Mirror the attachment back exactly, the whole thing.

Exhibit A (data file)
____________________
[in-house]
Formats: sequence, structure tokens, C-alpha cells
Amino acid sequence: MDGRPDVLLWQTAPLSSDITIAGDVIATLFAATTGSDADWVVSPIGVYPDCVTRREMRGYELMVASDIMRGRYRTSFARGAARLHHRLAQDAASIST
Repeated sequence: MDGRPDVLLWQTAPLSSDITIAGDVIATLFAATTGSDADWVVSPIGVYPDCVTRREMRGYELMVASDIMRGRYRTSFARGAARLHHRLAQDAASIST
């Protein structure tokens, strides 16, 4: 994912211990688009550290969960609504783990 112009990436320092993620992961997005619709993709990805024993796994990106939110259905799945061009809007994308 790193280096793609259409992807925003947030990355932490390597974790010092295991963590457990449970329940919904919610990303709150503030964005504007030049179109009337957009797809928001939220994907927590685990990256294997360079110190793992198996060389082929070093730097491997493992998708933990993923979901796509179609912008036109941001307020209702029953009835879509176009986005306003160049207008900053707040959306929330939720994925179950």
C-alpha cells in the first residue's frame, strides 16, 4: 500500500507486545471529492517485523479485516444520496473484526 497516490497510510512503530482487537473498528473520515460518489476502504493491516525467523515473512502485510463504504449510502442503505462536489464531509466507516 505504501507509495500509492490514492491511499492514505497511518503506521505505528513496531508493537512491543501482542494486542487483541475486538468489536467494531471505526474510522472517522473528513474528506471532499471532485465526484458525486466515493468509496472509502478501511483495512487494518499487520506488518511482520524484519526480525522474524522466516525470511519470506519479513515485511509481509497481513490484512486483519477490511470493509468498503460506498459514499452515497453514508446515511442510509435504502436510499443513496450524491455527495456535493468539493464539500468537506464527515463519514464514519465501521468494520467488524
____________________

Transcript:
[in-house]
Formats: sequence, structure tokens, C-alpha cells
Amino acid sequence: MDGRPDVLLWQTAPLSSDITIAGDVIATLFAATTGSDADWVVSPIGVYPDCVTRREMRGYELMVASDIMRGRYRTSFARGAARLHHRLAQDAASIST
Repeated sequence: MDGRPDVLLWQTAPLSSDITIAGDVIATLFAATTGSDADWVVSPIGVYPDCVTRREMRGYELMVASDIMRGRYRTSFARGAARLHHRLAQDAASIST
């Protein structure tokens, strides 16, 4: 994912211990688009550290969960609504783990 112009990436320092993620992961997005619709993709990805024993796994990106939110259905799945061009809007994308 790193280096793609259409992807925003947030990355932490390597974790010092295991963590457990449970329940919904919610990303709150503030964005504007030049179109009337957009797809928001939220994907927590685990990256294997360079110190793992198996060389082929070093730097491997493992998708933990993923979901796509179609912008036109941001307020209702029953009835879509176009986005306003160049207008900053707040959306929330939720994925179950």
C-alpha cells in the first residue's frame, strides 16, 4: 500500500507486545471529492517485523479485516444520496473484526 497516490497510510512503530482487537473498528473520515460518489476502504493491516525467523515473512502485510463504504449510502442503505462536489464531509466507516 505504501507509495500509492490514492491511499492514505497511518503506521505505528513496531508493537512491543501482542494486542487483541475486538468489536467494531471505526474510522472517522473528513474528506471532499471532485465526484458525486466515493468509496472509502478501511483495512487494518499487520506488518511482520524484519526480525522474524522466516525470511519470506519479513515485511509481509497481513490484512486483519477490511470493509468498503460506498459514499452515497453514508446515511442510509435504502436510499443513496450524491455527495456535493468539493464539500468537506464527515463519514464514519465501521468494520467488524